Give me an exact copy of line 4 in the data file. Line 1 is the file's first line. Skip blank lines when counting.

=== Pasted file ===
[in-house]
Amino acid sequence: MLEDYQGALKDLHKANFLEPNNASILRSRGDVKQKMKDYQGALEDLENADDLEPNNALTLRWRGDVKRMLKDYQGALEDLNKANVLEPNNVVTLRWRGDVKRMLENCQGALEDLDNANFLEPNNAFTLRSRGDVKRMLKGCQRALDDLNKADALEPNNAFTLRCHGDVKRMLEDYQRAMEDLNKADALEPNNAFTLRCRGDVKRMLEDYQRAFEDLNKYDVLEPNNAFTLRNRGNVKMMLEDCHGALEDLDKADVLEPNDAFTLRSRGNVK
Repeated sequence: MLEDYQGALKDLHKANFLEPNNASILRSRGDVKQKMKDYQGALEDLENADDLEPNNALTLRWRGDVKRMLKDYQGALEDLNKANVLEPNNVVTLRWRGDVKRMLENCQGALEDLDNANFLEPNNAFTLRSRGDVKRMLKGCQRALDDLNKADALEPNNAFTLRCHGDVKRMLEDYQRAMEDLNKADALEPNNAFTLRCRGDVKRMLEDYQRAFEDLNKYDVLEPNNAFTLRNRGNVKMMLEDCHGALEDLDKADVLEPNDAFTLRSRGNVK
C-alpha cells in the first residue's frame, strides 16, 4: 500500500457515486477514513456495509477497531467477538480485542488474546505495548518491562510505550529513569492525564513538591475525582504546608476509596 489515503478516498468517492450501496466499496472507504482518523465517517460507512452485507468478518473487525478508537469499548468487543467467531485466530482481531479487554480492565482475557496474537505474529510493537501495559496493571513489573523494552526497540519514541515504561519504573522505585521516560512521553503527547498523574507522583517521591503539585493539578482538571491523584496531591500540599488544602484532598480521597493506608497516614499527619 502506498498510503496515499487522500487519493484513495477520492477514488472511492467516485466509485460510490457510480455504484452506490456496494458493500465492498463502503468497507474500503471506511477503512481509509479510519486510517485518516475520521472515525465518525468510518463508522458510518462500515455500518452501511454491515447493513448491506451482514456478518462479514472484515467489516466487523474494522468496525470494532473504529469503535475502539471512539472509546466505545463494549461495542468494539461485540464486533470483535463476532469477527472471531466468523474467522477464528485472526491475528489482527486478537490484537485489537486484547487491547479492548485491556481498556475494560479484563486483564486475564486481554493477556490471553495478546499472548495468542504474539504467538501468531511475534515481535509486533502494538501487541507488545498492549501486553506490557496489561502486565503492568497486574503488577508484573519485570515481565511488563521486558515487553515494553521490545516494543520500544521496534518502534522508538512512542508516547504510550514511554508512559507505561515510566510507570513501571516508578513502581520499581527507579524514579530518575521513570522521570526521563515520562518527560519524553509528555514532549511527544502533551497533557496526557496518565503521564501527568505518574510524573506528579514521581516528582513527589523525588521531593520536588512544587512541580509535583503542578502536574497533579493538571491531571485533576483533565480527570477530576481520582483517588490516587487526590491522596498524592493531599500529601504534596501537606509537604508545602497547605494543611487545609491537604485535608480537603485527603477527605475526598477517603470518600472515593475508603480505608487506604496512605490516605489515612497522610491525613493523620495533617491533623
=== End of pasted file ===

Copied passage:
C-alpha cells in the first residue's frame, strides 16, 4: 500500500457515486477514513456495509477497531467477538480485542488474546505495548518491562510505550529513569492525564513538591475525582504546608476509596 489515503478516498468517492450501496466499496472507504482518523465517517460507512452485507468478518473487525478508537469499548468487543467467531485466530482481531479487554480492565482475557496474537505474529510493537501495559496493571513489573523494552526497540519514541515504561519504573522505585521516560512521553503527547498523574507522583517521591503539585493539578482538571491523584496531591500540599488544602484532598480521597493506608497516614499527619 502506498498510503496515499487522500487519493484513495477520492477514488472511492467516485466509485460510490457510480455504484452506490456496494458493500465492498463502503468497507474500503471506511477503512481509509479510519486510517485518516475520521472515525465518525468510518463508522458510518462500515455500518452501511454491515447493513448491506451482514456478518462479514472484515467489516466487523474494522468496525470494532473504529469503535475502539471512539472509546466505545463494549461495542468494539461485540464486533470483535463476532469477527472471531466468523474467522477464528485472526491475528489482527486478537490484537485489537486484547487491547479492548485491556481498556475494560479484563486483564486475564486481554493477556490471553495478546499472548495468542504474539504467538501468531511475534515481535509486533502494538501487541507488545498492549501486553506490557496489561502486565503492568497486574503488577508484573519485570515481565511488563521486558515487553515494553521490545516494543520500544521496534518502534522508538512512542508516547504510550514511554508512559507505561515510566510507570513501571516508578513502581520499581527507579524514579530518575521513570522521570526521563515520562518527560519524553509528555514532549511527544502533551497533557496526557496518565503521564501527568505518574510524573506528579514521581516528582513527589523525588521531593520536588512544587512541580509535583503542578502536574497533579493538571491531571485533576483533565480527570477530576481520582483517588490516587487526590491522596498524592493531599500529601504534596501537606509537604508545602497547605494543611487545609491537604485535608480537603485527603477527605475526598477517603470518600472515593475508603480505608487506604496512605490516605489515612497522610491525613493523620495533617491533623